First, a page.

How Are Small Businesses Competing for Top Talent in Today’s Market?
With the unemployment rate at 3.7%, the lowest it’s been in half a century, employees have become more selective when it comes to job opportunities. Over the course of this year, we’ve seen employers strive to retain their current workforce with the most sought out perks and benefits. With a candidate-driven market, how are employers meeting their needs to operate their businesses?
As mentioned, the unemployment rate sits at 3.7% compared to 3.9% in September. According to the Bureau of Labor Statistics, in October healthcare added 36,000 jobs, manufacturing added 32,000, transportation and warehouse added 25,000, and professional and business services added 516,000 jobs. These are just a few industries that have increased the number of people they employ. As of October this year, wages increased 3%, a first in nine years, according to Market Watch. With an increase in wages and jobs, employers have needed to compete with each other to capture some of the best talent in today’s workforce.
Although this year’s job market has sparked initiative and brought back a candidate-driven economy, small- and medium-sized business owners are struggling to keep up with big businesses that are rapidly expanding. According to ZipRecruiter “the booming economy has led many businesses to expand in small and mid-sized cities across the South and Midwest, creating opportunities where there is simply insufficient talent to seize it.” Also, in cities where the number of job seekers is increasing, bigger businesses are attracting a disproportionate share of candidates compared to the rate at which small businesses increasing.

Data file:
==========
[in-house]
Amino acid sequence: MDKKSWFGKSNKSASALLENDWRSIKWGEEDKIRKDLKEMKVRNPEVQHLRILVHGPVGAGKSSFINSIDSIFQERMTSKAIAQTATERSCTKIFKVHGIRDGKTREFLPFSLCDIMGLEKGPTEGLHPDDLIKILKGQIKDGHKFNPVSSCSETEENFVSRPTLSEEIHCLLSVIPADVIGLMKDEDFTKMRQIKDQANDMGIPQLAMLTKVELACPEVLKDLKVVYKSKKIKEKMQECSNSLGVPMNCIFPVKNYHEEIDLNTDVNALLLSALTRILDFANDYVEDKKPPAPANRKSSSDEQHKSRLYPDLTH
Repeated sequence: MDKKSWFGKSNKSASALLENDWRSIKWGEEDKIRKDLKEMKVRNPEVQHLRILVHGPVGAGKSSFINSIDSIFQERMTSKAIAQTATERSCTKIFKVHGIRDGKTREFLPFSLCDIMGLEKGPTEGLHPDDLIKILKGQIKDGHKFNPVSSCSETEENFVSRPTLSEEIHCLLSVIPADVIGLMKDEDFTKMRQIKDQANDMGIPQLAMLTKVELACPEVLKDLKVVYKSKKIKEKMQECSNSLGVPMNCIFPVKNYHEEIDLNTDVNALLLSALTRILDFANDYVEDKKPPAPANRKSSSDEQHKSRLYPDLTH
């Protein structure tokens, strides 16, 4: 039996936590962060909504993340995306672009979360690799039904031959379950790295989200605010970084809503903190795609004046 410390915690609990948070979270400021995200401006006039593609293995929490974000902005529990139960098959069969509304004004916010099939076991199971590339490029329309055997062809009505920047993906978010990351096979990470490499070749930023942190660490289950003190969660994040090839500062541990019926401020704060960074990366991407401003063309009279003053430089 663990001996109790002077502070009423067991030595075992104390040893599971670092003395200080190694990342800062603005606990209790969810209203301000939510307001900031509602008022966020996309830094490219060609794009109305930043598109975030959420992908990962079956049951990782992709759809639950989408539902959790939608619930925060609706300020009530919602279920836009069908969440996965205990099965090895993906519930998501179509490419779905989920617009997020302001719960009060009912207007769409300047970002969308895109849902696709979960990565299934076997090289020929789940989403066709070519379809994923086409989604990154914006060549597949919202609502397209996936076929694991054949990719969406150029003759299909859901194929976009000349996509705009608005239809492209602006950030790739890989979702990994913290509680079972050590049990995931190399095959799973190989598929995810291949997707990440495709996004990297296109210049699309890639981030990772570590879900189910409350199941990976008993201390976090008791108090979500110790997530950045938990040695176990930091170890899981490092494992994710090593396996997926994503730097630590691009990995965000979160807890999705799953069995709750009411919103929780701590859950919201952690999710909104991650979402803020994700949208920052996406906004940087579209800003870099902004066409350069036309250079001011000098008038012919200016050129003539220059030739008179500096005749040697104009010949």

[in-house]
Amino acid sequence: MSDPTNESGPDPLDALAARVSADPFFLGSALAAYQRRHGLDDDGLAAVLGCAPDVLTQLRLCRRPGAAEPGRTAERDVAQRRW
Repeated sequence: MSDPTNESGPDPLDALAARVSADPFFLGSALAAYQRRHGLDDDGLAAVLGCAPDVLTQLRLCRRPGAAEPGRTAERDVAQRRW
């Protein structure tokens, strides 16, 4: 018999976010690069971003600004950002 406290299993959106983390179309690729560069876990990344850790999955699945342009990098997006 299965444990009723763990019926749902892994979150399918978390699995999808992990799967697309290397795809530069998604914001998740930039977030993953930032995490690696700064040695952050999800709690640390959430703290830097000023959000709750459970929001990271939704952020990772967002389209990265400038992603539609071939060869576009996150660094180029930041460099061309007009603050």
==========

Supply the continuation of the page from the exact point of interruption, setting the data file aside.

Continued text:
ZipRecruiter also reported that at larger organizations, for every four people that apply, there is only one position available. These odds are better in a smaller “mom and pop” businesses where there was one position available for every two people that apply. This trend is only expected to increase as the industry level does, which poses a problem for small- and medium-sized business where job openings are projected to increase while applications are projected to decrease.
So how can these small- and medium-sized businesses keep up? In another survey conducted by ZipRecruiter, a majority of workers surveyed claimed that they would rather work for a small business because of the more intimate work environment and chance to have a bigger impact. Of the 40% that prefer to work for a larger company, pay and upward mobility were considered to be much more attainable than working for a smaller organization. For smaller organizations to become more noticeable to job seekers, they have to make their strengths more apparent to better appeal to job seekers.
Candidates and organizations that are facing the challenges of today’s booming job market can find assistance through Integrated Human Capital’s job portal or can request information regarding our staffing services!